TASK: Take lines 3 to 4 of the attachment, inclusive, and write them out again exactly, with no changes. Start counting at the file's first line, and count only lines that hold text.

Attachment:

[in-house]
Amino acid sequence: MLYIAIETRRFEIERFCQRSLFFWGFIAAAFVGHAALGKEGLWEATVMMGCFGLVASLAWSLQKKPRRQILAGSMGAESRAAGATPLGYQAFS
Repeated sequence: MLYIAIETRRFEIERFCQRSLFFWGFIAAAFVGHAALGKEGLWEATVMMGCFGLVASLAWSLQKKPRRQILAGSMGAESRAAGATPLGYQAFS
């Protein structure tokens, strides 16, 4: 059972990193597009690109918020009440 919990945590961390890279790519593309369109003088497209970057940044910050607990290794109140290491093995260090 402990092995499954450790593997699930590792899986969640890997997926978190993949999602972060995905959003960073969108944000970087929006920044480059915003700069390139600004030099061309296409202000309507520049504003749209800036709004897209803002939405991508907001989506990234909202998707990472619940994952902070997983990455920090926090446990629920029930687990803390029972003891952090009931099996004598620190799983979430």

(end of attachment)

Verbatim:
Repeated sequence: MLYIAIETRRFEIERFCQRSLFFWGFIAAAFVGHAALGKEGLWEATVMMGCFGLVASLAWSLQKKPRRQILAGSMGAESRAAGATPLGYQAFS
């Protein structure tokens, strides 16, 4: 059972990193597009690109918020009440 919990945590961390890279790519593309369109003088497209970057940044910050607990290794109140290491093995260090 402990092995499954450790593997699930590792899986969640890997997926978190993949999602972060995905959003960073969108944000970087929006920044480059915003700069390139600004030099061309296409202000309507520049504003749209800036709004897209803002939405991508907001989506990234909202998707990472619940994952902070997983990455920090926090446990629920029930687990803390029972003891952090009931099996004598620190799983979430």